Within a few hours of its release, the new Bond theme sung by teenage pop sensation Billie Eilish has created a storm.
Some fans believe No Time To Die to be ‘spine-tingling’ and ‘atmospheric’ to an Oscar-worthy degree.
Detractors, however, complain that the whispered vocals are dull and that the whole enterprise is a pastiche of the great songs from the era when the franchise was in its pomp.
Particularly beloved of teen girls, she has more than 50 million followers on Instagram and racked up a billion — yes, a billion — streams of her music before she released her debut album last year
As one critic wrote, you can almost hear Shirley Bassey snorting: ‘Sing up!’
But what Eilish has created with her co-writer brother Finneas is a song in her image.
Vulnerable, alienated, and melancholy, the 18-year-old singer is the all-conquering phenomenon of pop music.
She swept the board at the Grammys last month, picking up five awards including all of the so-called ‘big four’ — song of the year, album of the year, record of the year and best new artist.
And, at the Oscars this week, she performed an eerily beautiful cover of The Beatles’ song Yesterday. (Paul McCartney is a huge fan: the Beatles legend spoke to Eilish’s parents on a video-calling app, with Eilish saying later: ‘My mom cried, my dad cried.’)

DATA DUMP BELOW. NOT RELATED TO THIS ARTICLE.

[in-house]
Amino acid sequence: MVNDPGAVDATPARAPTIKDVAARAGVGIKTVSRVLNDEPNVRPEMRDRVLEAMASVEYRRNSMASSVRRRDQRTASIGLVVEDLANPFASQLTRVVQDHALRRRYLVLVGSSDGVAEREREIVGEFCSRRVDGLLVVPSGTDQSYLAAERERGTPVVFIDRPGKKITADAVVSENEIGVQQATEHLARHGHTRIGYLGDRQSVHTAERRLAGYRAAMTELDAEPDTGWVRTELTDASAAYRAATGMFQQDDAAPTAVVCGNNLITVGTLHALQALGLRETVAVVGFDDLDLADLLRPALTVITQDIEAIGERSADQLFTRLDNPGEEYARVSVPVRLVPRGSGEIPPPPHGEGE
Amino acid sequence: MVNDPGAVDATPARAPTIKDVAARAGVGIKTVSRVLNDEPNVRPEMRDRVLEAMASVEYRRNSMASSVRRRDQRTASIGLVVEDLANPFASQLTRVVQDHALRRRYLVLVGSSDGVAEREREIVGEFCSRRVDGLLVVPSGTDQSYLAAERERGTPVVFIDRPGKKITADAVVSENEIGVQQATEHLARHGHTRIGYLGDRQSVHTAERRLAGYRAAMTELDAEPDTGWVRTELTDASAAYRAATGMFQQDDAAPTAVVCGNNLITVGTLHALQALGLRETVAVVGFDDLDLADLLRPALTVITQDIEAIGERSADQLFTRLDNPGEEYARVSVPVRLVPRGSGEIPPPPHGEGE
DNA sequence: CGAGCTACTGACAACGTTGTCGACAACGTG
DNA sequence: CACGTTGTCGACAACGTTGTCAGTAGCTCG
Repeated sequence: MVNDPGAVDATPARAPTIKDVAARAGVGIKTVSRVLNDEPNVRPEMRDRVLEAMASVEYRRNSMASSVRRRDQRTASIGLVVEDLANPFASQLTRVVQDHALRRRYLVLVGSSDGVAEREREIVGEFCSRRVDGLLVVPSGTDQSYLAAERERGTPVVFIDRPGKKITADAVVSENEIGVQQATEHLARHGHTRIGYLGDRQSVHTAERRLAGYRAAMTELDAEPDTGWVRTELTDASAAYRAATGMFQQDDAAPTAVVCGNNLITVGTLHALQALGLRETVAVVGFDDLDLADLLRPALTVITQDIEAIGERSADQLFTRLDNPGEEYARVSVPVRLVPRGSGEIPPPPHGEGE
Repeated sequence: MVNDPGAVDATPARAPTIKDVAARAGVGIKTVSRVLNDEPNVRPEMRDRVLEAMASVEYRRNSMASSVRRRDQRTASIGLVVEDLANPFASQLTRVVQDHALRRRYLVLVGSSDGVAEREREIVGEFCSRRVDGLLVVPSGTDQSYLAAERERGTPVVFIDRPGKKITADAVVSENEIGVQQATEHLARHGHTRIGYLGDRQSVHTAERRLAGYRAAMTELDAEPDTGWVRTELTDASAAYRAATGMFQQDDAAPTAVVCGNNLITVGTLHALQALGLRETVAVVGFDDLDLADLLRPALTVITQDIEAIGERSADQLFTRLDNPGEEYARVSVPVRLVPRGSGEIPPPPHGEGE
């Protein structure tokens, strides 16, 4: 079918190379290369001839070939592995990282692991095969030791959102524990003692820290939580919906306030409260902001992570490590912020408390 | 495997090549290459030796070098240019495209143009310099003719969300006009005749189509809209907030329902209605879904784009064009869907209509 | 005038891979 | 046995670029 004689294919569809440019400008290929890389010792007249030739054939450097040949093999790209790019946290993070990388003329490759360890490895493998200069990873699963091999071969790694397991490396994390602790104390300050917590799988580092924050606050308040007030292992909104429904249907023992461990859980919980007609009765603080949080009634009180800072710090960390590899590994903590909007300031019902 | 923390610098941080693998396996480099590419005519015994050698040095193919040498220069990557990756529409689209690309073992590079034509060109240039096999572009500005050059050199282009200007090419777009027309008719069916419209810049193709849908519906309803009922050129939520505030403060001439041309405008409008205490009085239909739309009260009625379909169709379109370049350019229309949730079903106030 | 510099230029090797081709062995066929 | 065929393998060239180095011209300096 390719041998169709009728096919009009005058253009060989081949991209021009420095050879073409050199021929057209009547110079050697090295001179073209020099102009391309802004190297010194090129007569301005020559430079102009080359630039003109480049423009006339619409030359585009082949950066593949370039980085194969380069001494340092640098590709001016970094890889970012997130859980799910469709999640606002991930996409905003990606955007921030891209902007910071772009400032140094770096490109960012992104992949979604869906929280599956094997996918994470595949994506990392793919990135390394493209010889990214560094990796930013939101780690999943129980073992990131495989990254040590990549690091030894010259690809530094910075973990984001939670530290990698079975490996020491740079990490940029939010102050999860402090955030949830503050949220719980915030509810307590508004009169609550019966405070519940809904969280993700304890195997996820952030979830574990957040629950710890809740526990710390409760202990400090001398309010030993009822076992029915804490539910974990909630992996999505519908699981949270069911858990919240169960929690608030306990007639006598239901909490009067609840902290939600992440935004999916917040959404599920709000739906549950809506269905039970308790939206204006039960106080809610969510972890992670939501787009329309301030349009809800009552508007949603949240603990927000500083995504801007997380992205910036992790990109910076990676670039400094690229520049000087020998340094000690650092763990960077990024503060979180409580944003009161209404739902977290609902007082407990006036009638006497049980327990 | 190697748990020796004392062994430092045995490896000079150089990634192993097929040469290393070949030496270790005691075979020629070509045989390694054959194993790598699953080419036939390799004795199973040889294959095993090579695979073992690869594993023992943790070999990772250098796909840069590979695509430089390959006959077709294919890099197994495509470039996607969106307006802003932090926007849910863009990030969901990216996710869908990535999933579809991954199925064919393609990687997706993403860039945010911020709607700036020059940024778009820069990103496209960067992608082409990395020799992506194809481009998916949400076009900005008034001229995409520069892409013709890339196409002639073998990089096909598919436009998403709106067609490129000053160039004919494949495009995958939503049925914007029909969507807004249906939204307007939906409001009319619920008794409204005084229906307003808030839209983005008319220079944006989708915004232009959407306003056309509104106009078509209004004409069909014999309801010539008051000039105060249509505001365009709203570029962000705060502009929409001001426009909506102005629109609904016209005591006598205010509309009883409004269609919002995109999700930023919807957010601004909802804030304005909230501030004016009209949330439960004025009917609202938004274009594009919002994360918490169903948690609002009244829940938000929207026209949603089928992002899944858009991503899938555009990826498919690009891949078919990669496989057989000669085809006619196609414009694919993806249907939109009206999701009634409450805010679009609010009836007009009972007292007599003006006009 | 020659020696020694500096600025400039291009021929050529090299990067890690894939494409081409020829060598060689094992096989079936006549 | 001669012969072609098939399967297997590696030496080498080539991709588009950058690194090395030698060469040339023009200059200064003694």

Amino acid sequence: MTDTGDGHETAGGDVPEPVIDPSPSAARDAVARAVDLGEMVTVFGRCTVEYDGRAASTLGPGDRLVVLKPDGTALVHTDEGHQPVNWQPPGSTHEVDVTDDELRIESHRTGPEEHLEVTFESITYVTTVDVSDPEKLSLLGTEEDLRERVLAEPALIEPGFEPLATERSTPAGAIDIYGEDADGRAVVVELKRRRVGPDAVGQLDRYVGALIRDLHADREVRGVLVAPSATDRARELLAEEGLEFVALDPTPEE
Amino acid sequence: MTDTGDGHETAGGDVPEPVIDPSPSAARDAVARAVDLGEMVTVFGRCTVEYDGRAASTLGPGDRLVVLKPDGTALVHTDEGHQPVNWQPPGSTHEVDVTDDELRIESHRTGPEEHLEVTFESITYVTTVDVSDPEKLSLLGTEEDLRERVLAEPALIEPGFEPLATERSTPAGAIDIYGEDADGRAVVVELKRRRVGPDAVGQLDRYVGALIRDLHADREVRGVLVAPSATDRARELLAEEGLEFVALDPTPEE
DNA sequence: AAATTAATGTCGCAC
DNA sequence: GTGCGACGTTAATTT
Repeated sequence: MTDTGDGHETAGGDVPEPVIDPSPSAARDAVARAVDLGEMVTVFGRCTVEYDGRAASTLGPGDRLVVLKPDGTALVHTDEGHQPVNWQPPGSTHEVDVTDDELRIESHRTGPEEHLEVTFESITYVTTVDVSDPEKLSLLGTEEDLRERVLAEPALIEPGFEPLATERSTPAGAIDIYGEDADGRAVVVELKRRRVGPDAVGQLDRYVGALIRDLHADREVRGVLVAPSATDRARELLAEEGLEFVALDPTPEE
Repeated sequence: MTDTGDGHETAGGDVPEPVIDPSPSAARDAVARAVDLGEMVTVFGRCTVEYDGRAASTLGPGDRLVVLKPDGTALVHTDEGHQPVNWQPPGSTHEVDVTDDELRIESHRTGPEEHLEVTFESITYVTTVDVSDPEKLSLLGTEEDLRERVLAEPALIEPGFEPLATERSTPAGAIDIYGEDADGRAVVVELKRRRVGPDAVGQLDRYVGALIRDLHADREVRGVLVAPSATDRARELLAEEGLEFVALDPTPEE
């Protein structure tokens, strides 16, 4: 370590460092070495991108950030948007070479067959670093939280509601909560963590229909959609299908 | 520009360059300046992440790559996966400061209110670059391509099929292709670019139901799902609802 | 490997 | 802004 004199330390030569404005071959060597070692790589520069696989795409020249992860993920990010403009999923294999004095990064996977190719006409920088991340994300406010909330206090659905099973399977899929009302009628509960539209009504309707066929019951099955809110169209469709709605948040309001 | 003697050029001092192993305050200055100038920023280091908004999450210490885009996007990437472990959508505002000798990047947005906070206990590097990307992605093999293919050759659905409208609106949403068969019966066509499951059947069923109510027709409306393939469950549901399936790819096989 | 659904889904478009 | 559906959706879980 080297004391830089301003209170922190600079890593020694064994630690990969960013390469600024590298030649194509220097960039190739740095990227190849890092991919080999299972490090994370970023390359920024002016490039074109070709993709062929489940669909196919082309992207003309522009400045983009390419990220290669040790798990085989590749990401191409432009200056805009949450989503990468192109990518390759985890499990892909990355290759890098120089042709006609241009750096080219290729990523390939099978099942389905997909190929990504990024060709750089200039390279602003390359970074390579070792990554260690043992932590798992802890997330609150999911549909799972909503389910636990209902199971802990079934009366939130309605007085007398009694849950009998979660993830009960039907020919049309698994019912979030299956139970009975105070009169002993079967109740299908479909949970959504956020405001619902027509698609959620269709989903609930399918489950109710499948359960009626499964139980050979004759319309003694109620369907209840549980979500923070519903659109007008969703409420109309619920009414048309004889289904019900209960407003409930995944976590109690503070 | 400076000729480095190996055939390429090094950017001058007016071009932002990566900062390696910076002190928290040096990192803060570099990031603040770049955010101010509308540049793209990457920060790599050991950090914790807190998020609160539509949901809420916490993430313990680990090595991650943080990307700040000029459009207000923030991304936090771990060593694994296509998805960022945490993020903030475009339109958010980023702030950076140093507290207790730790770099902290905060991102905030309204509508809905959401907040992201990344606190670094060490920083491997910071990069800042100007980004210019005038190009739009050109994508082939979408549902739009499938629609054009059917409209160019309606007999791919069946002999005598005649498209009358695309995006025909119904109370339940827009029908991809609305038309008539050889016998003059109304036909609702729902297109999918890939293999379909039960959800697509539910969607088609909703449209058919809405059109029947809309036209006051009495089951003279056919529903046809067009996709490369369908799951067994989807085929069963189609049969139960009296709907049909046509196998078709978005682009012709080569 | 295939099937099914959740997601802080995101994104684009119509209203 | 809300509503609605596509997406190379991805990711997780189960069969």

She can’t escape headlines off-stage either. In an interview with Vogue magazine this month, she accused rappers of ‘lying’ in their lyrics: ‘It’s like, ‘I got my AK-47, and I’m f***in’,’ and I’m like, what? You don’t have a gun. ‘All my b*****s…’ I’m like, which b*****s? That’s posturing, and that’s not what I’m doing.’
She swept the board at the Grammys last month, picking up five awards including all of the so-called ‘big four’ — song of the year, album of the year, record of the year and best new artist
Her comments sparked a huge backlash on social media, with one post saying: ‘Breaking news: Billie Eilish has the same opinions about hip hop as your racist boomer uncle.’
But for the Eilish juggernaut, it was nothing more than a gentle bump in the road.
Particularly beloved of teen girls, she has more than 50 million followers on Instagram and racked up a billion — yes, a billion — streams of her music before she released her debut album last year.
The Californian singer is the first person born in the 21st century to have a No 1 album, and is so young that she has never bought a CD.
Her sound is ‘dark pop’, grim lullabies with a dash of goth, a lot of angst, vocals that are slight and husky and with minimalist backing music, written with her older brother Finneas.
Her image, which she fully controls, is miles from the queasy hyper-sexualised stylings of Little Mix and their PVC bikinis. Eilish favours baggy streetwear, chunky chains, long acrylic nails and hair dyed in neon shades.
As one critic wrote, you can almost hear Shirley Bassey (seen above) snorting: ‘Sing up!’ But what Eilish has created with her co-writer brother Finneas is a song in her image
Home-schooled, she has come through a period of self-harming, required therapy to cope with fame and suffers from Tourette’s.